NO STREET FOOD VENDING PERMITS, NO BUSINESS

Street food vendors in the Korley Klottey Municipality have received with joy, the launch of the Street Food Vending Permit as a laudable initiative of the Food and Drugs Authority (FDA). The event which brought together over 50 street food vendors from the municipality and representatives from the Traditional and Indigenous Caterers Association of Ghana, took place on Wednesday 3rd November 2021, in partnership with the Food and Agriculture Organisation (FAO), Ghana and the Korley Klottey Municipal Assembly.

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CEO of FDA, Mrs. Delese Darko pasting a Street Food Vending Permit

Street food micro-industries are vital for the economic planning and development of many societies however, their contribution to our economy is largely underestimated. Globally, a projected 2.5 billion people depend on street foods daily because of their affordability and accessibility (Bellia et al., 2016; FAO, 2016). In urban Ghana, street food vending constitutes an increasingly popular informal business that provides an important source of income for many households and is dominated by women.

In spite of their economic contribution to the many households, studies have shown that some street food vendors lack basic understanding of proper food-handling practices and concerns about poor hygiene and spread of foodborne diseases continue to be the bane of this industry, leading to continuous increase in reported cases of food poisoning.

As part of efforts to meet the Sustainable Development Goals of food security, good health and wellbeing, and inclusive development, the FDA, together with the FAO, initiated the Healthy Street Food Incentives project in 2018. Thus far, the project has among others assisted the FDA to conduct baseline studies and introduced digital management platforms for the management of the street food vending industry in Ghana.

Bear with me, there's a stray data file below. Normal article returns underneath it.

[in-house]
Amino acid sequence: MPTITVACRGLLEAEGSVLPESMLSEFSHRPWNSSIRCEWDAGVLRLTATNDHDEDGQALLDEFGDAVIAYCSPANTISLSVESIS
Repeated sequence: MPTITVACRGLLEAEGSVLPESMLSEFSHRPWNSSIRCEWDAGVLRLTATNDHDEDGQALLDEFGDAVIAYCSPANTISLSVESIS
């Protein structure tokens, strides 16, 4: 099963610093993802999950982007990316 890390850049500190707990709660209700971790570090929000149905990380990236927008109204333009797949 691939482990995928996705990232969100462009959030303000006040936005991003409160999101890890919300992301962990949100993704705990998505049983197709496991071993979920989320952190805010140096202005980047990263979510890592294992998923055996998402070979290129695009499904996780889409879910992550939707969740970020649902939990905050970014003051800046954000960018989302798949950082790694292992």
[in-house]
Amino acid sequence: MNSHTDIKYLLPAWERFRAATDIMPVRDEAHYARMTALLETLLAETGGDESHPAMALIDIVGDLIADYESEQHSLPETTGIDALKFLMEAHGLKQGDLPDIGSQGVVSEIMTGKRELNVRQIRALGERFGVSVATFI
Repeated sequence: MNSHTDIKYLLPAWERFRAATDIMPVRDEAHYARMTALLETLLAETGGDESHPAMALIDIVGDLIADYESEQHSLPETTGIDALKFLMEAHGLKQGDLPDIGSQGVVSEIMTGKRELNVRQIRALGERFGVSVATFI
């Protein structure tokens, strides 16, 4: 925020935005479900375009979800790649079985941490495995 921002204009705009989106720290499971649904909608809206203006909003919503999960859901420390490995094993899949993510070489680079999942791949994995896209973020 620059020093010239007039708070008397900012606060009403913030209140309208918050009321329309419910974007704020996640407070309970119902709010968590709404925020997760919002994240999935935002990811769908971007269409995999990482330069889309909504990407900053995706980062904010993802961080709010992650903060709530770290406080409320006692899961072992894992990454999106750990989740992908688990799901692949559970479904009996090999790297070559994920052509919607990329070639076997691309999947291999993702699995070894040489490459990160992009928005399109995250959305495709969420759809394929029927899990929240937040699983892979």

The Chief Executive Officer of the FDA, Mrs. Delese Darko, in her welcome remarks noted that although the street food vending micro-industry is plagued by numerous challenges such as poor public infrastructure (e.g. lack of clean water sources), unsanitary vending locations (e.g. dirty or dusty roads, open-air sewers), poor food handling and unhygienic practices among others, it has over the years proven its potential to contribute to economic sufficiency.

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Street food vendors from the Korle Klottey Municipal Assembly

She, therefore, urged participants to support this Street Food Vending Permit initiative that aims at promoting good hygienic practices to ensure that the industry is well supported to minimize the risks of spreading food-borne diseases while promoting safe, healthy and nutritious street food in the country.

The Deputy Country Representative of the FAO, Mr. Benjamin Adjei, added that street food vendors have increased in the last three and a half decades throughout Africa, due to continuous urbanization and has prospects of growth that must not be stifled. He, therefore, encouraged participants at the event to adhere to the hygienic practice that underpins this Street Vending Permit initiative and commit to working at growing their brands and businesses into future world-class franchises.

A total of 22 street food vendors received their permits and items such as aprons and veronica buckets to support their businesses.

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THE FDA MISSION

The FDA exist to ensure the safety, quality and efficacy of human and veterinary drugs, food, biological products, cosmetics, medical devices, household chemical substances and clinical trials, and the control of tobacco products through the enforcement of relevant standards to protect public health.

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